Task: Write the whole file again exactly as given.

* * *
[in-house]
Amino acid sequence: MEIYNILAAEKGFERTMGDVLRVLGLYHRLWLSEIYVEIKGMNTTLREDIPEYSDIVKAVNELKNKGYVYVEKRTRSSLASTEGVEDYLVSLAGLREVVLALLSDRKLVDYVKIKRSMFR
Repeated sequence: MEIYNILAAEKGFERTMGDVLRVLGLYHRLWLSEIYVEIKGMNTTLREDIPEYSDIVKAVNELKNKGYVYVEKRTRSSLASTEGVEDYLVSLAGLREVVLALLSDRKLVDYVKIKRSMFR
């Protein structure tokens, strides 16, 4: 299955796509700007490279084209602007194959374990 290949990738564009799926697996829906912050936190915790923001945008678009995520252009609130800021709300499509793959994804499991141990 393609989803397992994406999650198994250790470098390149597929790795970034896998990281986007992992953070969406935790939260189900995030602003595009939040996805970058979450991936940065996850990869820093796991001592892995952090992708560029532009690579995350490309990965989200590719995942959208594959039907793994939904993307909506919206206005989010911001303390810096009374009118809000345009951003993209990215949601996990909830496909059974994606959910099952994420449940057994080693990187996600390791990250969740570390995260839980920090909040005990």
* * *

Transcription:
[in-house]
Amino acid sequence: MEIYNILAAEKGFERTMGDVLRVLGLYHRLWLSEIYVEIKGMNTTLREDIPEYSDIVKAVNELKNKGYVYVEKRTRSSLASTEGVEDYLVSLAGLREVVLALLSDRKLVDYVKIKRSMFR
Repeated sequence: MEIYNILAAEKGFERTMGDVLRVLGLYHRLWLSEIYVEIKGMNTTLREDIPEYSDIVKAVNELKNKGYVYVEKRTRSSLASTEGVEDYLVSLAGLREVVLALLSDRKLVDYVKIKRSMFR
């Protein structure tokens, strides 16, 4: 299955796509700007490279084209602007194959374990 290949990738564009799926697996829906912050936190915790923001945008678009995520252009609130800021709300499509793959994804499991141990 393609989803397992994406999650198994250790470098390149597929790795970034896998990281986007992992953070969406935790939260189900995030602003595009939040996805970058979450991936940065996850990869820093796991001592892995952090992708560029532009690579995350490309990965989200590719995942959208594959039907793994939904993307909506919206206005989010911001303390810096009374009118809000345009951003993209990215949601996990909830496909059974994606959910099952994420449940057994080693990187996600390791990250969740570390995260839980920090909040005990």